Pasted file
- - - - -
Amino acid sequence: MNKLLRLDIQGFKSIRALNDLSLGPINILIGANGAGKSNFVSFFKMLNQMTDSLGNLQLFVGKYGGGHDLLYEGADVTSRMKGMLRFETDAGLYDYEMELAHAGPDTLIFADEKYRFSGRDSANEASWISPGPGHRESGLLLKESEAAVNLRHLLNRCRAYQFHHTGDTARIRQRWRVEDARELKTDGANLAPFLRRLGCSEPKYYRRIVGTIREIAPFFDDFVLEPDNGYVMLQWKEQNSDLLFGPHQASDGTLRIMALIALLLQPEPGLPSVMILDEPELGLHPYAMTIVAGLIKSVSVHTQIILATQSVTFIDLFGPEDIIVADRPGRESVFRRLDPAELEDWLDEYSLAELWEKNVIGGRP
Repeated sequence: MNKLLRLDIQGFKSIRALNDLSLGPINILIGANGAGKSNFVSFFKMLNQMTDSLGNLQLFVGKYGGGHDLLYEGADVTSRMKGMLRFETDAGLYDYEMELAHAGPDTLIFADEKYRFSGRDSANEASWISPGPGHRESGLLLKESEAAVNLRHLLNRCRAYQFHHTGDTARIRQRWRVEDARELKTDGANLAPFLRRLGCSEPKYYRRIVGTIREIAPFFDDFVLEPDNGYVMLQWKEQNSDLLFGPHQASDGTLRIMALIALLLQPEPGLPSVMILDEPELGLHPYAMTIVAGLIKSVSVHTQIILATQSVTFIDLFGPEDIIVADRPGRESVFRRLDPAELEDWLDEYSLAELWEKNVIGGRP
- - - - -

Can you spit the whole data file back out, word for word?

Amino acid sequence: MNKLLRLDIQGFKSIRALNDLSLGPINILIGANGAGKSNFVSFFKMLNQMTDSLGNLQLFVGKYGGGHDLLYEGADVTSRMKGMLRFETDAGLYDYEMELAHAGPDTLIFADEKYRFSGRDSANEASWISPGPGHRESGLLLKESEAAVNLRHLLNRCRAYQFHHTGDTARIRQRWRVEDARELKTDGANLAPFLRRLGCSEPKYYRRIVGTIREIAPFFDDFVLEPDNGYVMLQWKEQNSDLLFGPHQASDGTLRIMALIALLLQPEPGLPSVMILDEPELGLHPYAMTIVAGLIKSVSVHTQIILATQSVTFIDLFGPEDIIVADRPGRESVFRRLDPAELEDWLDEYSLAELWEKNVIGGRP
Repeated sequence: MNKLLRLDIQGFKSIRALNDLSLGPINILIGANGAGKSNFVSFFKMLNQMTDSLGNLQLFVGKYGGGHDLLYEGADVTSRMKGMLRFETDAGLYDYEMELAHAGPDTLIFADEKYRFSGRDSANEASWISPGPGHRESGLLLKESEAAVNLRHLLNRCRAYQFHHTGDTARIRQRWRVEDARELKTDGANLAPFLRRLGCSEPKYYRRIVGTIREIAPFFDDFVLEPDNGYVMLQWKEQNSDLLFGPHQASDGTLRIMALIALLLQPEPGLPSVMILDEPELGLHPYAMTIVAGLIKSVSVHTQIILATQSVTFIDLFGPEDIIVADRPGRESVFRRLDPAELEDWLDEYSLAELWEKNVIGGRP